This October, I watched Ridley Scott’s 1979 sci-fi/horror classic Alien for the very first time, which sparked the gestation of this marathon I’m about to embark upon. But, like most people born after 1983, the first film in the franchise I ever watched was James Cameron’s seven-years-later sequel Aliens. So we’re kicking off this exploration of a franchise that’s mostly new to me with a revisitation. I’d say  resurrection, but we’ll have to wait until 1997 for that. I haven’t caught this flick in over a decade, so I was definitely excited to give it another look.

You could say I was slavering at the jaws.

In Aliens, Ellen Ripley (Sigourney Weaver), the only survivor of the Xenomorph attack on the starship Nostromo, has been drifting through space in cryosleep for 57 years. When she is found and awakened, she learns that the Weyland-Utani corporation has built a colony on LV-426, the very planet where her crew discovered the deadly creature. She is strong-armed by corporate stooge Burke (Paul Reiser) into joining a crew of marines bound for the planet after the company loses contact with the colony.

When they get there, they of course discover that the colony is decimated and turned into a hive for the hideous aliens. Flanked by the handsome and capable Corporal Hicks (Michael Biehn), the cowardly braggart Private Hudson (Bill Paxton, may he rest in peace), the half-trusted android Bishop (Lance Henriksen), and the fiery badass Private Vasquez (Jennette Goldstein in brownface, oh me oh my), Ripley must fight off the aliens, escape the planet, and protect the colony’s only survivor: a little girl named Newt (Carrie Henn).

Get away from her! Please?

Aliens (especially in its overlong director’s cut) is actually structured a little bit like James Cameron’s later epic Titanic. The first half focuses on character drama that’s a wee bit too thin to sustain itself, before crumbling entirely in the face of a showstopping, groundbreaking special effects spectacle. There’s a very clear division in the middle too, as the Xenomorphs don’t appear onscreen until at least the hour mark (I clocked the director’s cut at 1 hour, 13 minutes). The first half is far from bad: it features a Sigourney Weaver with seven more years of experience under her belt (it shows) and a crew of mostly likeable, if interchangeable marines. Plus, it stays true to the trauma Ripley would be feeling as a survivor while it sets up a spooky little locked-room mystery in the empty colony.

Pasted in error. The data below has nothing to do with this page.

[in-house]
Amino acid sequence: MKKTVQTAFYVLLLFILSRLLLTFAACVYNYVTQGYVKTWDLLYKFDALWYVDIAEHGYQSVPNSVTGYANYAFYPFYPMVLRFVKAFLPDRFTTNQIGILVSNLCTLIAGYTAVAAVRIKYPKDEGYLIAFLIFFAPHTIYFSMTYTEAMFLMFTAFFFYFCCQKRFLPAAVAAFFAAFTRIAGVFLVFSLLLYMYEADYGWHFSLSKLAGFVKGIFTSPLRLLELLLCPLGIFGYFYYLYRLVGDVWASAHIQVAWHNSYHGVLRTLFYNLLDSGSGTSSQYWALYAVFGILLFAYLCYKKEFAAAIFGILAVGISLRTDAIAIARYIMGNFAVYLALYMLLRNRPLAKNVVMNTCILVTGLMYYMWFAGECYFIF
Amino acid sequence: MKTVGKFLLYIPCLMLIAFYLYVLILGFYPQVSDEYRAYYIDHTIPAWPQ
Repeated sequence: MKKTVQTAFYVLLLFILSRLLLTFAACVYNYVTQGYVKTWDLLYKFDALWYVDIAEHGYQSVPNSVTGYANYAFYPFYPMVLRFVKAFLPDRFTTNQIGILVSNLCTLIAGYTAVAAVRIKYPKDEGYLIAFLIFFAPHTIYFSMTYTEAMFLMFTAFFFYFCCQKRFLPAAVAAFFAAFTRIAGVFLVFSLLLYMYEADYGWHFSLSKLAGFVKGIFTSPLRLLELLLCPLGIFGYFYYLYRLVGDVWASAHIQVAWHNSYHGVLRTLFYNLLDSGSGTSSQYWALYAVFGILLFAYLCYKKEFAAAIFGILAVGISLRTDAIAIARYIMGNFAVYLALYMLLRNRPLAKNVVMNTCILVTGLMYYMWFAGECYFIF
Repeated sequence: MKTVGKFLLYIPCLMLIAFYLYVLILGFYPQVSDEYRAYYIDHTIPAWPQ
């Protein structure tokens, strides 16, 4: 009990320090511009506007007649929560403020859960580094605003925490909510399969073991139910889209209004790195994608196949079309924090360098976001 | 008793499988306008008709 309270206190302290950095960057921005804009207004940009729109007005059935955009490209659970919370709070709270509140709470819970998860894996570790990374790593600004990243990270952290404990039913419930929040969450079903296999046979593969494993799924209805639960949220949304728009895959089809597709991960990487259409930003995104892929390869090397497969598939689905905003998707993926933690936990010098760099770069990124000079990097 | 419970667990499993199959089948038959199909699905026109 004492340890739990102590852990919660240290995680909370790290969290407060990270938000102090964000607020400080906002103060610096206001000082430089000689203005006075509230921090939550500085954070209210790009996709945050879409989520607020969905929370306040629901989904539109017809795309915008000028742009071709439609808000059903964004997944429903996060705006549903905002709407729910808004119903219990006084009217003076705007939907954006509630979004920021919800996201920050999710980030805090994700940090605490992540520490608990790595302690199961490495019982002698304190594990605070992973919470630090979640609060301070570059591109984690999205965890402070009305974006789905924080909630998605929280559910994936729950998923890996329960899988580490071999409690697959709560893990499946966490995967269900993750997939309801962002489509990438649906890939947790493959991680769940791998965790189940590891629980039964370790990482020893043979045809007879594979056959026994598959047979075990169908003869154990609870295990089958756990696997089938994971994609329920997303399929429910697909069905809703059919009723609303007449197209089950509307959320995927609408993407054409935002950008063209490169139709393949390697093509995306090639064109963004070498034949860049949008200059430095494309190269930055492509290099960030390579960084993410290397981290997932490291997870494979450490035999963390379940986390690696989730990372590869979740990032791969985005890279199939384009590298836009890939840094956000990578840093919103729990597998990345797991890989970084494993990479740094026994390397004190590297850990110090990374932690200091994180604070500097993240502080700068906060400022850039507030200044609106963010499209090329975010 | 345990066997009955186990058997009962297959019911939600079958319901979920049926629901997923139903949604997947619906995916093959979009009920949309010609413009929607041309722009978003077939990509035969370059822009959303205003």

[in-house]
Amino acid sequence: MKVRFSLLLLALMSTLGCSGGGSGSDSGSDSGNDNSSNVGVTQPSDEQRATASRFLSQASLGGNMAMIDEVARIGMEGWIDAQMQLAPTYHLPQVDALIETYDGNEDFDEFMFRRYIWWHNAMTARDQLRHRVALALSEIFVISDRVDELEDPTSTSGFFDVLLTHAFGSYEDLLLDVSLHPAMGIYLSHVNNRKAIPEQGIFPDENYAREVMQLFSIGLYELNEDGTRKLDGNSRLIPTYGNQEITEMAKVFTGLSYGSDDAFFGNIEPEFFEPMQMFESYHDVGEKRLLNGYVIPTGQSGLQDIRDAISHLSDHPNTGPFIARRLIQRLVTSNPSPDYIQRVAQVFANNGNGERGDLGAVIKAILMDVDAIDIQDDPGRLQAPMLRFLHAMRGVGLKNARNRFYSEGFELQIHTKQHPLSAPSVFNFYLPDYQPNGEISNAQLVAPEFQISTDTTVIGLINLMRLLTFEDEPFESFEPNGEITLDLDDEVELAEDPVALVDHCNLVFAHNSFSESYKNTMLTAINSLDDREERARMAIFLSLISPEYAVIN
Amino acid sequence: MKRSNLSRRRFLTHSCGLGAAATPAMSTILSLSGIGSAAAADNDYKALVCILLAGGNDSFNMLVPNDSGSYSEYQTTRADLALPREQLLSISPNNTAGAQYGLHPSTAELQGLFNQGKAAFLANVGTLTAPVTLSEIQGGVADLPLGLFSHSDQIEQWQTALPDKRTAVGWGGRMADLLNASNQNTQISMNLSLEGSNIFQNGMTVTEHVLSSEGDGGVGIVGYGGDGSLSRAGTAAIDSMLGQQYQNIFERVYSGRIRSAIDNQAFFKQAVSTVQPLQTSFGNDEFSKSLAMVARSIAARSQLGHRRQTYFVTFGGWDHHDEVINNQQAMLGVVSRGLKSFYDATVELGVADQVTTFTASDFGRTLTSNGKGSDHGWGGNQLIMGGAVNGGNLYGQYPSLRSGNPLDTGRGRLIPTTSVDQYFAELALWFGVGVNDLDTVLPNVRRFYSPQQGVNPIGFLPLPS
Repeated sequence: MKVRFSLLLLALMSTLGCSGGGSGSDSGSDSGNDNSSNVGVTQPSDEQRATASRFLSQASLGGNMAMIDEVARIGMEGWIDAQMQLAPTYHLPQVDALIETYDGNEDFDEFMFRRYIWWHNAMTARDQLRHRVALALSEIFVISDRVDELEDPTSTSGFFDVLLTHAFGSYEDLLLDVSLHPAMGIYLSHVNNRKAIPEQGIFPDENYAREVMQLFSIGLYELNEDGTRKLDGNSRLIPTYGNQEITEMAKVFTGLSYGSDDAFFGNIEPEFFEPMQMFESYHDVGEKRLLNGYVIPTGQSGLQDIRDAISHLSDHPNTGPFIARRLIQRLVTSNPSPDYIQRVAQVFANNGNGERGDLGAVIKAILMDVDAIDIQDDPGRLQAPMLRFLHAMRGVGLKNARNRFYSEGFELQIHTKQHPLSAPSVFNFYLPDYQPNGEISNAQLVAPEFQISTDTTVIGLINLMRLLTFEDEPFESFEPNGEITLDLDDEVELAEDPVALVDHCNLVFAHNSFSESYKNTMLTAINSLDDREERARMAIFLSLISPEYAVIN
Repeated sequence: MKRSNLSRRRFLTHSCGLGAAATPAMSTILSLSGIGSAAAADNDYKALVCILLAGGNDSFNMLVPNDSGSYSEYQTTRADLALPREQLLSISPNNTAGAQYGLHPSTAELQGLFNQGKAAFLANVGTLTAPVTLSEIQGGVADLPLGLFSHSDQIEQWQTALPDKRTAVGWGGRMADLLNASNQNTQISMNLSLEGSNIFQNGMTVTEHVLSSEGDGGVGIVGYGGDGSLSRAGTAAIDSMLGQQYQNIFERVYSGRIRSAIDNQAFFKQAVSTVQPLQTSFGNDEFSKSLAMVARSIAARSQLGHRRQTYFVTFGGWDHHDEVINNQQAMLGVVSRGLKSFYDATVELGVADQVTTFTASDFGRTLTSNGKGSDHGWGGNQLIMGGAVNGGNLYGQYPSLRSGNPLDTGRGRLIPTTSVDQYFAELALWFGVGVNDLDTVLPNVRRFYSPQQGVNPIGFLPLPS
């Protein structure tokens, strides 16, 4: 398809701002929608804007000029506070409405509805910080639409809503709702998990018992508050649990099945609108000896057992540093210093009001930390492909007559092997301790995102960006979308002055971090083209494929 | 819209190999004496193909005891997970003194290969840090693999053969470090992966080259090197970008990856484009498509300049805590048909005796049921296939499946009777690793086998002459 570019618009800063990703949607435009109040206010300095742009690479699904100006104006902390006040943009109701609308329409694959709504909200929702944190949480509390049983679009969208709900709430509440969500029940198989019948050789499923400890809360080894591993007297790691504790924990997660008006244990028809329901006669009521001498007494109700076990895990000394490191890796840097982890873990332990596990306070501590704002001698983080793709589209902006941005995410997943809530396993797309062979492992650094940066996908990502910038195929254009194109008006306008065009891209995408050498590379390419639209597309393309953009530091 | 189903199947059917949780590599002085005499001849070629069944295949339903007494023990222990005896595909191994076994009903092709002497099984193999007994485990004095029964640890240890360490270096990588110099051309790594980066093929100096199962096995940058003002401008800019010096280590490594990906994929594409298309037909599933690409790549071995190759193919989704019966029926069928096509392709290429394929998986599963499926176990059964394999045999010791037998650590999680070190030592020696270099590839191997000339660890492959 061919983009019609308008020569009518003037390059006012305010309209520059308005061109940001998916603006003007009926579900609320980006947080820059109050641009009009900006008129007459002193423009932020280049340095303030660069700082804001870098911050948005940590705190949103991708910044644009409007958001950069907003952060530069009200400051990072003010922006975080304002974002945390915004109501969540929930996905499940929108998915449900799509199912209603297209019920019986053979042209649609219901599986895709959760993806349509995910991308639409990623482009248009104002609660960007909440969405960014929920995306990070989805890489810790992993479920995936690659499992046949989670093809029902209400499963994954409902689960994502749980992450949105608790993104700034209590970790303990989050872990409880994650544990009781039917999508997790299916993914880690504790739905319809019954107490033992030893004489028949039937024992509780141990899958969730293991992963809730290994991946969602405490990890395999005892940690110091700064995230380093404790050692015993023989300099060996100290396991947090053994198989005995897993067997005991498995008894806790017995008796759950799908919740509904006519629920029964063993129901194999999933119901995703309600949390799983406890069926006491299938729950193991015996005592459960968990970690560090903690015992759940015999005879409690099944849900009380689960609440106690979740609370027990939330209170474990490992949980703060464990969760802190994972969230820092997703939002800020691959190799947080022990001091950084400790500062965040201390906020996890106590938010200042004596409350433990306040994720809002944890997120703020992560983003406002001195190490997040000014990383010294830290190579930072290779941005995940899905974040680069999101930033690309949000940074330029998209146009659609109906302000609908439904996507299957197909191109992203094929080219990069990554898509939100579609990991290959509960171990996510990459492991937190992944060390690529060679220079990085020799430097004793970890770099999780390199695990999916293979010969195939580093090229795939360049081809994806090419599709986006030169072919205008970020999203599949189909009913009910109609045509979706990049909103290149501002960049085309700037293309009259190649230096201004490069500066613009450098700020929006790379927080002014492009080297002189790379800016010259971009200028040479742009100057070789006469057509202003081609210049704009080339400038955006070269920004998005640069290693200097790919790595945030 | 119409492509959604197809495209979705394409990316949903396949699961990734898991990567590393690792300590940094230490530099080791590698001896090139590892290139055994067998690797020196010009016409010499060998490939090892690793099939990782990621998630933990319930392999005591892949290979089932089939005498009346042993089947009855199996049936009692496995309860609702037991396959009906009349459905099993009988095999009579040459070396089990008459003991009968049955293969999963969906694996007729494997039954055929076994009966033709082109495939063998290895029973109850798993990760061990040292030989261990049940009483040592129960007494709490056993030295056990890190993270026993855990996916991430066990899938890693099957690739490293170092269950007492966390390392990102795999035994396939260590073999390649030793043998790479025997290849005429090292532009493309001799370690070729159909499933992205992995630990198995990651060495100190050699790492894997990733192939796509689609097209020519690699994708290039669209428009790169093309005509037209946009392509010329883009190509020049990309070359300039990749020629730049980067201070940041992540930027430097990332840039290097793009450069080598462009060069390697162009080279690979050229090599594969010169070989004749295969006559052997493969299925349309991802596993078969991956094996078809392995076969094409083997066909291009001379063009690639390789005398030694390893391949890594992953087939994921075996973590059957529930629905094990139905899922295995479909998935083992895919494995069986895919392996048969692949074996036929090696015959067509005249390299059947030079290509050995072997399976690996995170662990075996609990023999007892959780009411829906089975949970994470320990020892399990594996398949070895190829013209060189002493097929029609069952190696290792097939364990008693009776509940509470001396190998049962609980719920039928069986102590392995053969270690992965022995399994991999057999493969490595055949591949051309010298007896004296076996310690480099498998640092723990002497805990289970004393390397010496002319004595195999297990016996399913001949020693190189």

But there’s no way any of that could compare to the triumphant return of the shiny black, relentlessly phallic H. R. Giger monstrosities. Although the first two or three scenes with the Xenomorphs (a shootout, a car chase, and an offscreen siege) do highlight the limitations of the special effects by showing only one or two aliens at a time in quick flashes and nudging them out of frame every chance they get, every sequence improves on the next until it becomes a pulse-pounding hailstorm of fire, bullets, and shards of black carapace.